Ford piloting exoskeleton to relieve physical toll on workers on the shop floor
Assembly line workers can perform the same overhead action, such as tightening a bolt, up to a million times a year, leading to possible repetitive strain injuries
DEARBORN, Mich.—With a metallic 9.5-pound unit strapped to their backs, workers at two of Ford Motor Co.’s American manufacturing plants are now something a little more than human.
One eye fixed on productivity and the other on worker health, the U.S. automaker has been piloting an exoskeleton technology designed to relieve stress on workers’ arms—specifically those who work on assembly line tasks that require them to lift tools over their heads.
The physical impact working overhead for brief periods is negligible, but for line workers, who need to perform the same overhead action hundreds or thousands of times each day, the effects add up. Over time, the possibility of fatigue or a repetitive strain injury increase substantially.
“My job entails working over my head, so when I get home my back, neck and shoulders usually hurt,” said Paul Collins, a worker at Ford’s Michigan Assembly Plant. “Since I started using the vest, I’m not as sore, and I have more energy to play with my grandsons when I get home.”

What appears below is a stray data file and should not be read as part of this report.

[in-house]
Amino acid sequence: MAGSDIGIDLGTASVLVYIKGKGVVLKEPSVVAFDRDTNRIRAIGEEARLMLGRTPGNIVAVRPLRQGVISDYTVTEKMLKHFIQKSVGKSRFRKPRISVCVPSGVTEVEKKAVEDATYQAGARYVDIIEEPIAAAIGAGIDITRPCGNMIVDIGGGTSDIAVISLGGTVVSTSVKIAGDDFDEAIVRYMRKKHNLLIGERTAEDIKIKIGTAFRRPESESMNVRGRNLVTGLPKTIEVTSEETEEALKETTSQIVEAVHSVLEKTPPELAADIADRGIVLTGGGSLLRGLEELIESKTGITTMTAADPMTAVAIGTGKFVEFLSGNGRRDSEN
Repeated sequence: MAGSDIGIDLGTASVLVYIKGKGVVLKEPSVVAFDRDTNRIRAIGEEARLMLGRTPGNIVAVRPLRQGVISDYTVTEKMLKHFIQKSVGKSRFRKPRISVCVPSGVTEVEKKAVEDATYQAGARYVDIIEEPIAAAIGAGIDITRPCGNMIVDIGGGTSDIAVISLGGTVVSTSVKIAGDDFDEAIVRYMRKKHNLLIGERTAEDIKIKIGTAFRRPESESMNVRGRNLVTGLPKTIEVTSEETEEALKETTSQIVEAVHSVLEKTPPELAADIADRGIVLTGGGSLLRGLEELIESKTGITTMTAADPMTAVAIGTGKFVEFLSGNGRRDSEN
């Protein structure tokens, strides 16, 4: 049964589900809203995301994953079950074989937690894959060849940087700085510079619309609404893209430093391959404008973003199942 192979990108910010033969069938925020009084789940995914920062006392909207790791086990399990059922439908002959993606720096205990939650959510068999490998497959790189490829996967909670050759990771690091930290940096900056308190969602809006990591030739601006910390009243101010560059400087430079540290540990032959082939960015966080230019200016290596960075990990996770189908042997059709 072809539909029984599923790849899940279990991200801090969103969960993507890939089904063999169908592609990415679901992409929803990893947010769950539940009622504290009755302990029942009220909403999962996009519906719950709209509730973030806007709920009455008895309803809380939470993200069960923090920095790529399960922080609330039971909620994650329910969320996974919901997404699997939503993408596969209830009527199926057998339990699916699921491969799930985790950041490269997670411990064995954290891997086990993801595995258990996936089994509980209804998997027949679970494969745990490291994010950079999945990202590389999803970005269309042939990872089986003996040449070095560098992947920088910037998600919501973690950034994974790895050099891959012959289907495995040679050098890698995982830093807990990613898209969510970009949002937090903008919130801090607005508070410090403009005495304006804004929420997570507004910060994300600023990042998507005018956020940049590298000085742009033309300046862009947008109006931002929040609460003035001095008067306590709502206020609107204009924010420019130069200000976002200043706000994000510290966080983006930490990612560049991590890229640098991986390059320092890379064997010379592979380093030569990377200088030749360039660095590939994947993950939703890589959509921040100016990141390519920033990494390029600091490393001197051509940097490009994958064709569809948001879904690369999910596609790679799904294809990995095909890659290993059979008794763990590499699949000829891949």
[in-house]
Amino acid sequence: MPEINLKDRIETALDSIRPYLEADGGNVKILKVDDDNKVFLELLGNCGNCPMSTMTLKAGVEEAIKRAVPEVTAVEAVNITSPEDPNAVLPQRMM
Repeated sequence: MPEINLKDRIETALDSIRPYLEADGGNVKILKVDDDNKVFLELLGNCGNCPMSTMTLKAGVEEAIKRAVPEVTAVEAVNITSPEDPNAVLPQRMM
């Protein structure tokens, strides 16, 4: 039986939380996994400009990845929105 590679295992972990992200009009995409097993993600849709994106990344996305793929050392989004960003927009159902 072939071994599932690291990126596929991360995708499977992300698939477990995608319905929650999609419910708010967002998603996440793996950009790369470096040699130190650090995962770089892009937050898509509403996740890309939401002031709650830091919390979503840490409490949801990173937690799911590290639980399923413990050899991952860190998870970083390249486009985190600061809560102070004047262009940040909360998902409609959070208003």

Made by California-based Ekso Bionics, the EksoVest helps support workers’ arms and between five to 15 pounds, usually in tools.
Ford has been piloting the technology is two of its U.S. plants and has now made plans to roll the unit out for further testing at sites in Europe and South America.
The company says it’s part of a wider ergonomic technology effort that has helped reduce employee lost time incident to an all time low.